Seattle is under siege. Over the past five years, the Emerald City has seen an explosion of homelessness, crime, and addiction. In its 2017 point-in-time count of the homeless, King County social-services agency All Home found 11,643 people sleeping in tents, cars, and emergency shelters. Property crime has risen to a rate two and a half times higher than Los Angeles’s and four times higher than New York City’s. Cleanup crews pick up tens of thousands of dirty needles from city streets and parks every year.
At the same time, according to the Puget Sound Business Journal, the Seattle metro area spends more than $1 billion fighting homelessness every year. That’s nearly $100,000 for every homeless man, woman, and child in King County, yet the crisis seems only to have deepened, with more addiction, more crime, and more tent encampments in residential neighborhoods. By any measure, the city’s efforts are not working.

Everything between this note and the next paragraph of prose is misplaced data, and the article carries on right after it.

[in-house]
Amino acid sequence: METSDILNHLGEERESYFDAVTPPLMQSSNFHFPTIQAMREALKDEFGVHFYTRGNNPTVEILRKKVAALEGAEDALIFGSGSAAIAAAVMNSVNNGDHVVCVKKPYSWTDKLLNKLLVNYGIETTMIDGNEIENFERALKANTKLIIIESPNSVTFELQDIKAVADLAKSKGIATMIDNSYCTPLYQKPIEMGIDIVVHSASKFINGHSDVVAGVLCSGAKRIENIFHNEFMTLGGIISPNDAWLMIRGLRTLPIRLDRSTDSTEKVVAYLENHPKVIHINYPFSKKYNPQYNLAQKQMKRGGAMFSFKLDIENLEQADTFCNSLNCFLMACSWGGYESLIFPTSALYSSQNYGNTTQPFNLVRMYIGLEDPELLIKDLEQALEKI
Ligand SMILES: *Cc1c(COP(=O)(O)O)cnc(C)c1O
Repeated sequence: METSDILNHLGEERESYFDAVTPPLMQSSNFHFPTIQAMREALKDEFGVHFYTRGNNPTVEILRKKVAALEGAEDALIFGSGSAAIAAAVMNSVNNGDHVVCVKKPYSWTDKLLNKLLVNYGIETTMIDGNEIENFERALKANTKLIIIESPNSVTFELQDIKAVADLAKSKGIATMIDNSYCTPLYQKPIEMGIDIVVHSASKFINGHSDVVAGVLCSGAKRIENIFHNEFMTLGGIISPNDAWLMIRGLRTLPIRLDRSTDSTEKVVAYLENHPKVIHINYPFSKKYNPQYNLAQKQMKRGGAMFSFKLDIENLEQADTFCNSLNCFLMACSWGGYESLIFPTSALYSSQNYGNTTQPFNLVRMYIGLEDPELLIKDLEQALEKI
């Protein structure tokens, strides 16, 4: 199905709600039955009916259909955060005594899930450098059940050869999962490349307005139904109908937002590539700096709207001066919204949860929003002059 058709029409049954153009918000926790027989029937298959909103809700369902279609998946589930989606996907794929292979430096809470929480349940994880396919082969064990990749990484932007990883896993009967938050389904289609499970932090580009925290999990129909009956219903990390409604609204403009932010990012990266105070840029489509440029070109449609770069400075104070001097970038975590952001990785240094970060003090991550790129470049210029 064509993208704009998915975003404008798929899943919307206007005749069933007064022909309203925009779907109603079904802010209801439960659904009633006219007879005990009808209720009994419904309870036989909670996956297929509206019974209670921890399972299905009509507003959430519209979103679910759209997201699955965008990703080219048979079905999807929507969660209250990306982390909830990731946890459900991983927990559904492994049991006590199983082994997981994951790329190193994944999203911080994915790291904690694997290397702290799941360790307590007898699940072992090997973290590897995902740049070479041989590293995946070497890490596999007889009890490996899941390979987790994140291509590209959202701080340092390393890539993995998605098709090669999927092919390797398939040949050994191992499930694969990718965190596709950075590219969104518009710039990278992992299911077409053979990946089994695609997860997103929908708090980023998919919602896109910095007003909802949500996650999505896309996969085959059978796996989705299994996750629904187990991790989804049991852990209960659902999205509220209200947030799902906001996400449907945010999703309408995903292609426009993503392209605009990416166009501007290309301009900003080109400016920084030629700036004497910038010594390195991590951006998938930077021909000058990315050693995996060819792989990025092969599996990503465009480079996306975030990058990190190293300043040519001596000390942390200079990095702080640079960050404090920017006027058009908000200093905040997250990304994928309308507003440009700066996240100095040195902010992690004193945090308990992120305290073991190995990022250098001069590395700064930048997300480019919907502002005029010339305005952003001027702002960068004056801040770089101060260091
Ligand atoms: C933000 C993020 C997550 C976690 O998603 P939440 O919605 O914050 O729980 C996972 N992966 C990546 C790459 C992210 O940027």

Over the past year, I’ve spent time at city council meetings, political rallies, homeless encampments, and rehabilitation facilities, trying to understand how the government can spend so much money with so little effect. While most of the debate has focused on tactical policy questions (Build more shelters? Open supervised injection sites?), the real battle isn’t being waged in the tents, under the bridges, or in the corridors of City Hall but in the realm of ideas, where, for now, four ideological power centers frame Seattle’s homelessness debate. I’ll identify them as the socialists, the compassion brigades, the homeless-industrial complex, and the addiction evangelists. Together, they have dominated the local policy discussion, diverted hundreds of millions of dollars toward favored projects, and converted many well-intentioned voters to the politics of unlimited compassion. If we want to break through the failed status quo on homelessness in places like Seattle—and in Portland, San Francisco, and Los Angeles, too—we must first map the ideological battlefield, identify the flaws in our current policies, and rethink our assumptions.